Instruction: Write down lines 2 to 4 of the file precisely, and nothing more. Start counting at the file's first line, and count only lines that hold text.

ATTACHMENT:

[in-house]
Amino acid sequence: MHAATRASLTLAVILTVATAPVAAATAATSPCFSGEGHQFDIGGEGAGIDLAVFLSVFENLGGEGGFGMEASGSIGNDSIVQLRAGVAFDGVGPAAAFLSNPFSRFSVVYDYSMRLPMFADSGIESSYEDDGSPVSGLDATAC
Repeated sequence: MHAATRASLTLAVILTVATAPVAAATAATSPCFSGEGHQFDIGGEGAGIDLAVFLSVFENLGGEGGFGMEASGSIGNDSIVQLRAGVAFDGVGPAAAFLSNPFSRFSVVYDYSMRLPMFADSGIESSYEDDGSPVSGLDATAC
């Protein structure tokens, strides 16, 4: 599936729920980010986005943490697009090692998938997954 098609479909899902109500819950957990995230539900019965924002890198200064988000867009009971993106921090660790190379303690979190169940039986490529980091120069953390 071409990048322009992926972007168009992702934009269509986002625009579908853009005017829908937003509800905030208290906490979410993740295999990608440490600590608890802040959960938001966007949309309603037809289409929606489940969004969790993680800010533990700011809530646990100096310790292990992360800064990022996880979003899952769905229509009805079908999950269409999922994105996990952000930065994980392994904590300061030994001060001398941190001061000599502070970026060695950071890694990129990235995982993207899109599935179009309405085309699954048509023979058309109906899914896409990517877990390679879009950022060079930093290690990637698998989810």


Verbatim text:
Amino acid sequence: MHAATRASLTLAVILTVATAPVAAATAATSPCFSGEGHQFDIGGEGAGIDLAVFLSVFENLGGEGGFGMEASGSIGNDSIVQLRAGVAFDGVGPAAAFLSNPFSRFSVVYDYSMRLPMFADSGIESSYEDDGSPVSGLDATAC
Repeated sequence: MHAATRASLTLAVILTVATAPVAAATAATSPCFSGEGHQFDIGGEGAGIDLAVFLSVFENLGGEGGFGMEASGSIGNDSIVQLRAGVAFDGVGPAAAFLSNPFSRFSVVYDYSMRLPMFADSGIESSYEDDGSPVSGLDATAC
């Protein structure tokens, strides 16, 4: 599936729920980010986005943490697009090692998938997954 098609479909899902109500819950957990995230539900019965924002890198200064988000867009009971993106921090660790190379303690979190169940039986490529980091120069953390 071409990048322009992926972007168009992702934009269509986002625009579908853009005017829908937003509800905030208290906490979410993740295999990608440490600590608890802040959960938001966007949309309603037809289409929606489940969004969790993680800010533990700011809530646990100096310790292990992360800064990022996880979003899952769905229509009805079908999950269409999922994105996990952000930065994980392994904590300061030994001060001398941190001061000599502070970026060695950071890694990129990235995982993207899109599935179009309405085309699954048509023979058309109906899914896409990517877990390679879009950022060079930093290690990637698998989810």